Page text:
Installation/Setup/Ease of Use
Since I was stepping up to satellite service from cable, DirecTV arranged for a local satellite installation company to install the new hardware. The HD satellite receiver requires an elliptical triple low noise blocker (LNB) multi-satellite dish to receive programming from DirecTV's three satellites at 101, 110 and 119 degrees. This dish, along with an additional OTA antenna for local broadcasts was mounted to my chimney, properly aimed southward and connected to the receiver. Component video cables were run to a Mitsubishi WS-65611 65-inch HDTV and a digital audio cable ran to a NAD 1763 A/V receiver powering MB Quart Vera speakers. After it was activated by the DirecTV people, I ran into a problem. The receiver showed a near perfect satellite strength, but it could not acquire satellite data to watch or record television. This is a common problem with non-HD DirecTV TiVo receivers, so I tried the same recommended fix. I unplugged the power to reset the system and booted it back up. After dozens of attempts, more visits from the satellite installation guys and phone calls to DirecTV, it was determined that I had a bad receiver. DirecTV sent a replacement to me overnight and when it was installed, I had similar results. Determined, I reset the system and double-checked my wiring until I had a successful satellite link-up. The HR10-250 came to life, began downloading the software update, and tested my phone line.
The first thing I had to do was watch some HD programming. From Discovery HD to HBO HD, I was amazed at how clear everything was. It was like cleaning off your windshield after driving 300 miles through bug-infested farmland. The picture quality seemed almost 3-D compared to cable and was better than the HD I had received from a Terk OTA antenna previously. The video output format display on the front panel changes from 480i, 480p, 720p and 1080i, depending on the source resolution. Although the output format is automatically switched to match the source material, you can change the output format the TiVo is using through a setup menu or by pressing the Up arrow on the remote while watching a program. With the press of the Ratio button on the remote control, the unit will toggle between full screen and panel view during SD broadcasts.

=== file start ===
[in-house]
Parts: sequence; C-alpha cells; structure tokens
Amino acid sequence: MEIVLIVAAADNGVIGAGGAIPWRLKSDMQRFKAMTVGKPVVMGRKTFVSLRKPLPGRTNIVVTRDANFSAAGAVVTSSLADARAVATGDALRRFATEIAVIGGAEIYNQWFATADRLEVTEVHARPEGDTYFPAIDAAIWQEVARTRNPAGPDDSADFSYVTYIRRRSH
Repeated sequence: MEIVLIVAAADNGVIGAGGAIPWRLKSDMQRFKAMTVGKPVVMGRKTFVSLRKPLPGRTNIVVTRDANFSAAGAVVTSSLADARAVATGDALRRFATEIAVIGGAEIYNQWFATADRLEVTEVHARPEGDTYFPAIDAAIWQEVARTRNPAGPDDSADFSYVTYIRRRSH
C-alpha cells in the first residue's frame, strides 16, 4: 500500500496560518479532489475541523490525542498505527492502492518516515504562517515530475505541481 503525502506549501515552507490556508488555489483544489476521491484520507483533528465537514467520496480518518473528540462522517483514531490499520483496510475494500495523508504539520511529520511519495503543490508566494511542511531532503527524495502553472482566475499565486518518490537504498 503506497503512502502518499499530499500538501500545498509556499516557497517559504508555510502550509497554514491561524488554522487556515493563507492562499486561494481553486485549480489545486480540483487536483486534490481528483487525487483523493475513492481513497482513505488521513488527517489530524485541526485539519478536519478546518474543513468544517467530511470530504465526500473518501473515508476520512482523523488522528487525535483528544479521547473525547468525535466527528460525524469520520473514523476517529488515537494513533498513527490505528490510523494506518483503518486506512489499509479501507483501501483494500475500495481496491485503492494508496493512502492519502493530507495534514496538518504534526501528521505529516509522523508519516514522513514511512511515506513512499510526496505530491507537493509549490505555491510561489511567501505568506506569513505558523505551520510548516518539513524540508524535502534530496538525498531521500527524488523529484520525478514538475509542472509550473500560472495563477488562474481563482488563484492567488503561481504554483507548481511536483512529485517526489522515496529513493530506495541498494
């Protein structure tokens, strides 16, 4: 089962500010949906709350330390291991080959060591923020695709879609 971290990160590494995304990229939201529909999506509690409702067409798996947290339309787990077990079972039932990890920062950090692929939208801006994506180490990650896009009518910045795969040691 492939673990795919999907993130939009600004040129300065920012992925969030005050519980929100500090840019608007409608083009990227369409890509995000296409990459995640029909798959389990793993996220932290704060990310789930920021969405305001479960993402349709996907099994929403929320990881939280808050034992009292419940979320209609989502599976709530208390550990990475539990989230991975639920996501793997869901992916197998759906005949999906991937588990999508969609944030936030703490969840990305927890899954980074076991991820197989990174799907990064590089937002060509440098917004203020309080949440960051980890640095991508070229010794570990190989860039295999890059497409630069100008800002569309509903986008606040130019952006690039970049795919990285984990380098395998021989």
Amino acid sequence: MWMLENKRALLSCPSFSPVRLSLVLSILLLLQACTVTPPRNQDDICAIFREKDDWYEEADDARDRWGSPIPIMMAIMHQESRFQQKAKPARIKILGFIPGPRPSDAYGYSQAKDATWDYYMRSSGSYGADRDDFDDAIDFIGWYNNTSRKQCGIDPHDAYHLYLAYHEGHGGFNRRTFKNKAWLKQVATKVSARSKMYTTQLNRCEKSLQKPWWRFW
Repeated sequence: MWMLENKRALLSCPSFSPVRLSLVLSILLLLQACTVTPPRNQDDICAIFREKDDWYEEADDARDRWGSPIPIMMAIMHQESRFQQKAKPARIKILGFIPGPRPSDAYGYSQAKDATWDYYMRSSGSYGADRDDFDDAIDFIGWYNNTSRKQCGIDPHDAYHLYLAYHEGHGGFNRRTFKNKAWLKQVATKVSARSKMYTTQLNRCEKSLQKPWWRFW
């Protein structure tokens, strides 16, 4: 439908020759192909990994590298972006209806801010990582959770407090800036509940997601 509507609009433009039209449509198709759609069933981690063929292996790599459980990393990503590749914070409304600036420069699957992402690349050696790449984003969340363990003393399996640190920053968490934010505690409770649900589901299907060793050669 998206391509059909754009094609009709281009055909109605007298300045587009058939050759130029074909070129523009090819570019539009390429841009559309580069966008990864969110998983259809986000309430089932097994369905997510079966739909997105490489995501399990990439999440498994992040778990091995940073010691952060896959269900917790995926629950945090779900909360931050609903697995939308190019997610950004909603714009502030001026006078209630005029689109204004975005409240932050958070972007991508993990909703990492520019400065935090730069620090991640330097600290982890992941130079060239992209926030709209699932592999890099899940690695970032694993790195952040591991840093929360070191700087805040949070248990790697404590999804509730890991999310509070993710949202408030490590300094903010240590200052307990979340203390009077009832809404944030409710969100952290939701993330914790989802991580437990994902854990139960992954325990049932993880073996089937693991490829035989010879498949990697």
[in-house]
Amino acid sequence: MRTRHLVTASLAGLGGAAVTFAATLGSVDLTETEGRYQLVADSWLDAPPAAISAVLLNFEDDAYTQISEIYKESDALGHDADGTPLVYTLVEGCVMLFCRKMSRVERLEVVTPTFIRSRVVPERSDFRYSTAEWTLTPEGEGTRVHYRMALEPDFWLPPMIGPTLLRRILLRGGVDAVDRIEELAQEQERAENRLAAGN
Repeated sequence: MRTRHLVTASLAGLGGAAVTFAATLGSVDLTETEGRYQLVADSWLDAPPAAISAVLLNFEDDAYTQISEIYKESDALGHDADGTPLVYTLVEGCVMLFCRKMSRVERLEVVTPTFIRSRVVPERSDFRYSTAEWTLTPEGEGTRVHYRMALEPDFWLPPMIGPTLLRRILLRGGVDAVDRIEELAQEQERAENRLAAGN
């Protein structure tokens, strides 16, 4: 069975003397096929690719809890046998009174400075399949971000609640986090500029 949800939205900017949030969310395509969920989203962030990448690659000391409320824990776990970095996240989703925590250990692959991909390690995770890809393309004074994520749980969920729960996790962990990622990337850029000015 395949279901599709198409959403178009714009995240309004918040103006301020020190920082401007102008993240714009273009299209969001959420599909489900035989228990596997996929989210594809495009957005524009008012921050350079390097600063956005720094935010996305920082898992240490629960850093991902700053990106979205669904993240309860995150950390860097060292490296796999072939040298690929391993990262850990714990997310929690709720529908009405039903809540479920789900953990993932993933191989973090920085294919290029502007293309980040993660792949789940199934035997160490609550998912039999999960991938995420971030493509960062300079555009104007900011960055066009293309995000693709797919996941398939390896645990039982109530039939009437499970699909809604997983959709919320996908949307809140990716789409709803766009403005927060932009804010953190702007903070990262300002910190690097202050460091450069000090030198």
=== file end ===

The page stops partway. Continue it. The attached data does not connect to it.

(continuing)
Ultimately, the HR10-250 receiver is very user-friendly. Navigating the menus and recording different content is a snap. There are two channel guide styles from which to choose. One is a typical TiVo-style guide that displays a list of channels on the left side of the screen and upcoming programs on the right. The second is of the DirecTV-style with long rows of each channel displayed at once. The advantage to the DirecTV-style of guide is all HD programming has an HD logo for easy screening. The down side of this style is the guide loads very slowly versus the TiVo-style guide.
There are no adjustments for video quality as in other TiVo devices, so programming is easier and every recording looks sharp. I never completely filled up the recorder with recordings; however, if hard drive space is a concern, an upgrade on the drawing board is an external 300 GB hard drive that would connect to one of the unused USB ports.
Final Take - Many simple features add to the package. For instance, the remote can be programmed to control other devices, and switching resolution on the fly is straightforward. A few complaints were the slow channel guide load time, and channel logos are missing from the list of recorded shows, so you can't tell what channel was recorded without selecting the program. There are no zoom, crop or justify modes either. Nevertheless, these problems may be addressed in future software downloads.
Hardware problems are tougher to tame. The attrition rate may be higher than the ten percent average reported. I was batting .500, but to be fair I did get two of the first units on the market. In addition, saving recorded HD programs to anything else isn't possible as of this writing. Owners of D-VHS HD VCRs were left out in the cold because the HR10-250 receiver doesn't have a 1394 output. Therefore, until HD DVD or Blu-ray technology emerges, saving HD programming isn't an option.
So was the wait worth it? Yes. The initial cost is a bit steep, but prices will drop. The ability to record satellite HD and play it back at my whim is terrific. The picture is incredible and there is ample storage space on the hard drive. It lives up to the standards other DirecTV TiVo receivers set and with some upgrades down the road, it will perform even better. I can't imagine watching live television ever again.
HR10-250 DirecTV HD TiVo DVR
Integrated Receiver Decoder
Digital Video Recording
250 GB Hard Drive
480i, 480p, 720p and 1080i Video Formats
Off-Air ATSC Input
2 Digital Satellite Inputs
Composite Video Output
Component HD Video Output
HDMI AudioNideo Output
Digital TosLink Optical
Stereo UR RCA Outputs
33.6 Telephone Modem
2 USB Port (Future Use)
3"H x15"W x 12"D
MSRP: $999 (plus service charge)